The 2011 box office will officially close its books this weekend, with no new movies debuting in wide release. Christmas holiday holdovers Mission: Impossible -- Ghost Protocol and Sherlock Holmes: A Game of Thrones are expected to lead what is typically a weak New Year's weekend frame.

As usual, a handful of specialty movies will use the schedule opening to make their limited debuts: Among them, Focus Features' Pariah, which opened in four New York and California theaters Wednesday, averaging an impressive $5,456 per location; and the Weinstein Company's Iron Lady, a Margaret Thatcher biopic starring Meryl Streep, opening at four locations Friday.

Paramount's M:I:4, directed by Brad Bird and shot at a cost of about $145 million, had grossed an estimated $94.6 million domestically and $180 million internationally through Wednesday.

The Tom Cruise thriller is expected to gross another $40 million over the long four-day holiday weekend.

After getting out of the gate slow in mid-December, meanwhile, Warner's Sherlock Holmes sequel has found momentum at the box office and aims to keep it this weekend.

The Guy Ritchie movie, starring Robert Downey Jr. and Jude Law, grossed $39.6 million in its first weekend -- significantly less than the $62.3 million that its predecessor, the 2009 Sherlock Holmes, took when it opened.

But the PG-13 movie, which cost $125 million to make, has steadily attracted audiences. On Wednesday, it became the first film of the holiday season to cross the $100 million threshold domestically.

The second Sherlock movie is predicted by box-office watchers outside Warner to gross somewhere around $30 million over the four-day holiday-weekend frame.

Meanwhile, also looking to sustain box-office momentum will be War Horse, Steven Spielberg's World War I drama.

The DreamWorks movie cost about $70 million to make and opened on Christmas Day to a surprisingly strong $7.5 million. It has grossed $22.4 million since Sunday.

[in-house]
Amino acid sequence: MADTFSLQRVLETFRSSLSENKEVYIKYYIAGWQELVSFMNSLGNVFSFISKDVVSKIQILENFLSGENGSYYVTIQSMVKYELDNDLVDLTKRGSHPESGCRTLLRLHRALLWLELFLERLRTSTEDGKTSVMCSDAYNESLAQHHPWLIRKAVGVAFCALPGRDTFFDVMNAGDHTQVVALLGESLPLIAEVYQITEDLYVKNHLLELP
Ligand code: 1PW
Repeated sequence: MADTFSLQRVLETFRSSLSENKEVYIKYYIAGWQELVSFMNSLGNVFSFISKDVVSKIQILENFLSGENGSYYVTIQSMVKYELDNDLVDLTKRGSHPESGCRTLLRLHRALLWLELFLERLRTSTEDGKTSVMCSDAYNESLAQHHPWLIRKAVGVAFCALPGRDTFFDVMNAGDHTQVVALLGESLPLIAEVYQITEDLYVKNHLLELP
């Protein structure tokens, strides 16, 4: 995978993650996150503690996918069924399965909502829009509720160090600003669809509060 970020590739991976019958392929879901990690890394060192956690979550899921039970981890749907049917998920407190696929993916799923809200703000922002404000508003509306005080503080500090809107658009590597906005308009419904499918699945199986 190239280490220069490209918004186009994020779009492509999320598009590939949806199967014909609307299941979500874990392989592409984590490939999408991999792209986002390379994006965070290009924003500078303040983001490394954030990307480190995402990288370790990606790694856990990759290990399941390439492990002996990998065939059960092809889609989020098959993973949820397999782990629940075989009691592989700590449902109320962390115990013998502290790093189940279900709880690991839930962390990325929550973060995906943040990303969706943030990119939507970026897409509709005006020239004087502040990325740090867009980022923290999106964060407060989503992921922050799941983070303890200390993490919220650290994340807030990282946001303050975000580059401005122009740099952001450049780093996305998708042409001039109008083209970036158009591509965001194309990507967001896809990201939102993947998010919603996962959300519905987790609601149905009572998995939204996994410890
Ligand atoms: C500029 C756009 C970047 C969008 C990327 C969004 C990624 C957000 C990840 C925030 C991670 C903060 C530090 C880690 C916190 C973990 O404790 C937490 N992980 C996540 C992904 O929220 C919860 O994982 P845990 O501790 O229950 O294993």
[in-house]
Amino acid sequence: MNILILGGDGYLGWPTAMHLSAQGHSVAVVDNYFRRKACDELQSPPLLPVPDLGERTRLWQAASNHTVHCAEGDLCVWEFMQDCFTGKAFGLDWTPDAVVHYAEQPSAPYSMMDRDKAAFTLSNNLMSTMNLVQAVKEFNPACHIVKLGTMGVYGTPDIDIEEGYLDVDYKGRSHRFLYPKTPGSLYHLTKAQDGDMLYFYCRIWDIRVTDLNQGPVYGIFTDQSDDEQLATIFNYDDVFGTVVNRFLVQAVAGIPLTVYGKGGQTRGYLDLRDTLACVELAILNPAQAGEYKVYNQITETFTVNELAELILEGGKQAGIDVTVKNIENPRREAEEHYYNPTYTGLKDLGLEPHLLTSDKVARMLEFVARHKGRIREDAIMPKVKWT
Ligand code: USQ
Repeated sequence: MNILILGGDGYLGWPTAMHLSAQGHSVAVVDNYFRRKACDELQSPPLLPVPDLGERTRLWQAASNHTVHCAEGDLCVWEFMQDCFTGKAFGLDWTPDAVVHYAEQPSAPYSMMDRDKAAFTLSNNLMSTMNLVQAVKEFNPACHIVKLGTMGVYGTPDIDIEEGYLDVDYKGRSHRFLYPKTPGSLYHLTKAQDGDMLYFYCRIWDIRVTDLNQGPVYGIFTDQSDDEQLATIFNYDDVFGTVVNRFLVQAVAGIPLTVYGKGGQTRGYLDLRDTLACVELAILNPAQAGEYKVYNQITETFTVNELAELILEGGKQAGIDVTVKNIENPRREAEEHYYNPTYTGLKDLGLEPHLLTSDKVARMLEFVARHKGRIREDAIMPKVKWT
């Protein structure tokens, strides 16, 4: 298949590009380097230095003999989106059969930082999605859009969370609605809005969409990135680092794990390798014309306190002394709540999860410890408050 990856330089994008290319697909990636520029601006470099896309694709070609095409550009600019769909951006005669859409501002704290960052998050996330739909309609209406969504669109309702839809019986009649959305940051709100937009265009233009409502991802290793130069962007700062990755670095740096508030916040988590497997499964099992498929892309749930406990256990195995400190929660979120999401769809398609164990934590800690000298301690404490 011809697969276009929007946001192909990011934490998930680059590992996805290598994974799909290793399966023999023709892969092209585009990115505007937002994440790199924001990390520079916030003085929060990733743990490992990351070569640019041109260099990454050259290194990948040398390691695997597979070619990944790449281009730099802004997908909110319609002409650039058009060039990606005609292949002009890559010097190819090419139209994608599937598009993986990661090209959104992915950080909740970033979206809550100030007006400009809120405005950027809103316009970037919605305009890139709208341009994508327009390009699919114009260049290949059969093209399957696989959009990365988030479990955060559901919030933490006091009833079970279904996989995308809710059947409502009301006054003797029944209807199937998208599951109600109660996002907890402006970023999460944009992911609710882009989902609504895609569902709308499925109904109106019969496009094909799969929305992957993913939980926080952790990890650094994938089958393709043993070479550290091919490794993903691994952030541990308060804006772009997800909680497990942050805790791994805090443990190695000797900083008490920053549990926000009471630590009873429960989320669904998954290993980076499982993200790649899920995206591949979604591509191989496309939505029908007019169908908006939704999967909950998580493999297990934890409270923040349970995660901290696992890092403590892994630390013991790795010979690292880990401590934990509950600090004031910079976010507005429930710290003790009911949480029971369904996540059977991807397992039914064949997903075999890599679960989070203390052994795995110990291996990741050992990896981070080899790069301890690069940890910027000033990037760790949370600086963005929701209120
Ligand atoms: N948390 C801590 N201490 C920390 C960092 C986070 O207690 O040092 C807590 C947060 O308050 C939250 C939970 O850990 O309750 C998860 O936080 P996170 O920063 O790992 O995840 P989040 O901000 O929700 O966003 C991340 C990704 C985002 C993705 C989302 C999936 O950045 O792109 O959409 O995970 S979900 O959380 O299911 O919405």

DreamWorks expects the film, which has been nominated for two Golden Globes and is widely expected to receive several Oscar nominations, to have a steady run through February.

Spielberg's other movie now in release, Paramount's The Adventures of Tintin, on the other hand, is still searching for a domestic audience.

Despite being nominated for a Golden Globe for best animated feature film, the movie has failed to spark the sort of interest at home as it has internationally.

Paramount is hoping the PG-rated movie, based on the Belgian comic books, to gross $18 million over the four days. That would bring its domestic total to $54 million.

But don't cry for Spielberg.

While American audiences aren't quite embracing Tintin, international audiences love it. The movie, which cost about $135 million to make, has grossed nearly $240 million abroad. And it's just entering its second week of domestic release.

Reserve the sympathy for two directors who usually don't require tears: David Fincher and Cameron Crowe.

Fincher's The Girl With the Dragon Tattoo, Sony's R-rated movie based on Stieg Larsson's bestselling novel, is limping into its second week of release. The movie opened the evening of December 20.

As of Tuesday, the movie, which stars Daniel Craig and Rooney Mara, had grossed only about $32.5 million domestically. A movie with a big-name actor, a big-name director and big-name source material would be expected to perform better. But it's a tough movie for Christmastime -- a hard R film about murder, incest and rape.

While there's plenty to be said for counterprogramming, this highly anticipated movie, which cost an estimated $100 million to make, hasn't yet caught on in nearly the numbers initially expected. But it's certainly a better New Year's Eve movie than Christmas film.

Crowe, meanwhile, wrote and directed Fox's PG-rated family film We Bought a Zoo, which opened December 23, may have his second miss in a row.

His 2005 Paramount film Elizabethtown grossed only $52 million worldwide -- $26.8 million domestically -- on a $45 million budget.

We Bought a Zoo, which opened to a soft $9.4 million, is certain to beat that movie's domestic total. As of Wednesday, it had taken in $23.4 million in North America.

The movie stars Matt Damon, and had a budget estimated at $50 million.

Although it grossed a mere $3 million on opening day -- a figure that tumbled to $1.9 million on Christmas Eve -- it has rebounded nicely, taking $4.5 million on Christmas Day, $5.2 million on December 26, $4.3 million December 27 and $4 million December 28.

Because Zoo and Fox's other movie now in release, Alvin and the Chipmunks: Chipwrecked are the only family movies playing, Zoo could have a respectable weekend.

Alvin, a $75 million G-rated movie that opened to $23.2 million December 16, continues to have better numbers than Zoo. It has grossed just short of $70 million domestically, and is drawing strong audiences and hasn't grossed less than $6.5 million a day since Christmas, when it grossed $4.4 million.